Implementing an integrated two-system approach has proven to be less expensive, lowers risk, and is more responsive to business needs of all parties with faster return on investment than single system efforts.  Whereas adding custom capabilities to an existing system is an expensive, time-consuming process that in the end will still lack the advanced capabilities of an integrated off-the-shelf solution.

 Below are three best practices that will help ensure successful integration between IAM and PIAM systems and maximize the advanced strengths of each system. 

 Meet at the Identity -- Before any integration can take place, it’s crucial to make sure that the IAM and PIAM systems meet at the identity by designating which system will be the authoritative source. This decision can be based on organizational requirements and history, and it is also possible to vary the authoritative source based on identity type (IAM for employees, PIAM for visitors, etc.). Regardless, the chosen authoritative source must be used consistently throughout your organization.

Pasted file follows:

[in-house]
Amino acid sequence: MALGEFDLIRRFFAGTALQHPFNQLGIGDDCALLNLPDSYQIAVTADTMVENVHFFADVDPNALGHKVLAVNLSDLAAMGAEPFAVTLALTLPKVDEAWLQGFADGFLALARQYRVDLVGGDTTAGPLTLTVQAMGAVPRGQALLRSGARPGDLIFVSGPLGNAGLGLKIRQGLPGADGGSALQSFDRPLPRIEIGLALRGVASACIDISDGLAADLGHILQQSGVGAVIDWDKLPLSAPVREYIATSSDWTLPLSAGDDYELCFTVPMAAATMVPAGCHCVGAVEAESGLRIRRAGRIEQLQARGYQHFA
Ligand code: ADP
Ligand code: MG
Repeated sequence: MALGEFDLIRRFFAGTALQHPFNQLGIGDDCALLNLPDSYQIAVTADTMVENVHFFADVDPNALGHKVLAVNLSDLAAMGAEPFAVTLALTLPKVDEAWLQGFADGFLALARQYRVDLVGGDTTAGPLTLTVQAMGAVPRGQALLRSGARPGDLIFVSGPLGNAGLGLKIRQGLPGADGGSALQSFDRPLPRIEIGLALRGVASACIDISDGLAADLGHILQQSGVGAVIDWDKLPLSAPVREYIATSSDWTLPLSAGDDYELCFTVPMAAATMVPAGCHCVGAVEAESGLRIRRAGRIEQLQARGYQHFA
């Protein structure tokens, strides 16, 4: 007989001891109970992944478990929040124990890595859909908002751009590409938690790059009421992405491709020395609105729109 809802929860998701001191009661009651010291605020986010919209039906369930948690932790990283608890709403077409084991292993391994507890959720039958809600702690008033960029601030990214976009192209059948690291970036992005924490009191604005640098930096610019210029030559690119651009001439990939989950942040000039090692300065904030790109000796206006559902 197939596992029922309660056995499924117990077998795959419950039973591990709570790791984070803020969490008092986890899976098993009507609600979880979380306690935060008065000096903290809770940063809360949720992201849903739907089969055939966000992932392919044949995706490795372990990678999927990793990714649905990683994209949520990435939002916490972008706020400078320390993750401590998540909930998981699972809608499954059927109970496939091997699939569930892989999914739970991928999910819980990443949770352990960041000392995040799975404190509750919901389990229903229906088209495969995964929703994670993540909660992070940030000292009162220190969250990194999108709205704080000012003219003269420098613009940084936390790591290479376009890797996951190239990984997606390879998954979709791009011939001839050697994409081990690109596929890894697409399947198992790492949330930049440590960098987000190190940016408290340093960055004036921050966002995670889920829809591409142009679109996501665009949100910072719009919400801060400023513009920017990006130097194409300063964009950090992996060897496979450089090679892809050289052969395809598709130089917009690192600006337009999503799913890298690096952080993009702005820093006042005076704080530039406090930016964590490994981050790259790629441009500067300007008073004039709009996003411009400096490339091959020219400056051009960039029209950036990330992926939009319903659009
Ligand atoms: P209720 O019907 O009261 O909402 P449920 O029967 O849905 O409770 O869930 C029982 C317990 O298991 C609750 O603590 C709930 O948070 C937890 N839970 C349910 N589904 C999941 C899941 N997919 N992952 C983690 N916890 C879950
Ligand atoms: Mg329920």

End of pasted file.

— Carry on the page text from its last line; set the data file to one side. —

Identify Business Functions and Workflows -- Organizations should investigate each group’s business functions and determine which department has primary use and the role of each system. For example, if visitors are primarily managed by the security department, then visitor management is better managed by PIAM.

 Determine the Appropriate Level of Integration -- One organization may be satisfied with identity-only integration, while another may require more advanced integration, or vice versa. As such, it’s important to ensure that the necessary disparate systems are integrated and effectively share data as required.

 For maintaining the integrity of identities and ensuring a high level of security, integrating IAM and PIAM solutions to form an advanced identity management solution is by far the most effective approach. Each system has clearly defined roles and responsibilities, which eliminate duplicate processes to reduce work for both teams. Using these best practices for integrating IAM and PIAM, organizations can reduce workloads, improve overall security and reduce spending by issuing one identity per individual – and ensure that the right individuals are accessing the right resources where and when they are supposed to.

 About the Author:

Don Campbell is the Director of Product Management for Quantum Secure